Rabb to join Allens Lane bridge reopening dedication
Long-awaited reopening of bridge to be celebrated Sunday
PHILADELPHIA, July 8 – State Rep. Chris Rabb will be among those speaking at the Allens Lane Bridge reopening ceremony being held at 2 p.m. Sunday, July 11 at Allens Lane and Cresheim Road.
According to Rabb, the totally reconstructed Allens Lane bridge over SEPTA’s Chestnut Hill West Regional Rail Line in the West Mt. Airy section of Philadelphia reopened on Wednesday.
Allens Lane, one of myriad state roads disproportionately honoring white men, was named after enslaver William Allen, Jr., British loyalist, 26th mayor of Philadelphia and former Chief Justice of the Province of Pennsylvania from 1751 to 1774.
Allens Lane had been closed and detoured between South Cresheim Road and North Cresheim Road since May 2019. The massive overhaul was needed due to the deteriorating and unsafe condition of the bridge deck, superstructure and substructure.
Rabb said the design is the result of a close collaborative effort between PennDOT and the surrounding neighborhood association, Cresheim Village Neighbors. PennDOT and the neighborhood association met several times over the years to share ideas, particularly regarding the 100-foot-long barrier walls across the length of the bridge. The unique design of the walls reflects the give-and-take between PennDOT and the community and is one that gives the bridge its character.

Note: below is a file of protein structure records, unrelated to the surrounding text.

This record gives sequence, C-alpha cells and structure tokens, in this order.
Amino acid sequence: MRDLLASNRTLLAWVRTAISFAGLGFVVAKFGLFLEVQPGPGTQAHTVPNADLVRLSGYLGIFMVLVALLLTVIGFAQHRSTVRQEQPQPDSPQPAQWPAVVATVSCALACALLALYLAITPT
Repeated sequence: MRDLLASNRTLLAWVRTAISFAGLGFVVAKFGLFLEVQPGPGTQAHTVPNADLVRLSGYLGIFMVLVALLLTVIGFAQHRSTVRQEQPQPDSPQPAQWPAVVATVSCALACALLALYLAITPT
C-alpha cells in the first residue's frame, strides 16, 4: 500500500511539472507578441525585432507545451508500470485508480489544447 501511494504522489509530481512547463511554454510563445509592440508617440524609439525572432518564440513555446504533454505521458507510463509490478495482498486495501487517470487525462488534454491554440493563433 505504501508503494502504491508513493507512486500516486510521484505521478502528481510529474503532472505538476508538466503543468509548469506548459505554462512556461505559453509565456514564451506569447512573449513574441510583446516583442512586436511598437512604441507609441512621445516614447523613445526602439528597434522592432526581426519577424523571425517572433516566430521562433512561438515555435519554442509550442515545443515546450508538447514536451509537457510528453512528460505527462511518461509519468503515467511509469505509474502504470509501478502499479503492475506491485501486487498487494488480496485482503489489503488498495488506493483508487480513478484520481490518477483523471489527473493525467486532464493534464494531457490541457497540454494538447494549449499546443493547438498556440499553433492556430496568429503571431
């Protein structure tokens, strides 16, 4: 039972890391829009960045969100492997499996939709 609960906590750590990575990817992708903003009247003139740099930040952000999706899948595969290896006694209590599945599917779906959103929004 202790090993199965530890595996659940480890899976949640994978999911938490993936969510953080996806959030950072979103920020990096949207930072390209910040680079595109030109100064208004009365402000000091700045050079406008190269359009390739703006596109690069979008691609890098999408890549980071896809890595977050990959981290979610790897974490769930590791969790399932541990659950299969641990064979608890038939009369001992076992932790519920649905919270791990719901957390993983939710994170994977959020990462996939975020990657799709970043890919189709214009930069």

“To ensure that everyone benefits from public infrastructure investment, we must ensure that the communities and people impacted by it have a seat at the negotiating table,” Rabb said. “It has been invigorating to watch this partnership between West Mt. Airy residents and the state grow over the past several years and result in this critical infrastructure project.
“Projects and investments like this can generate enormous community benefits, including jobs, access and business opportunity. So, when the state invests taxpayer dollars in any project, we always must engage with the community and make transparent the answers of who pays, who decides, who benefits and who will bear the impact. It is the most productive way to ensure equity in infrastructure investment,” he said.
According to Rabb, the $4.9 million project was financed with 100% state funds.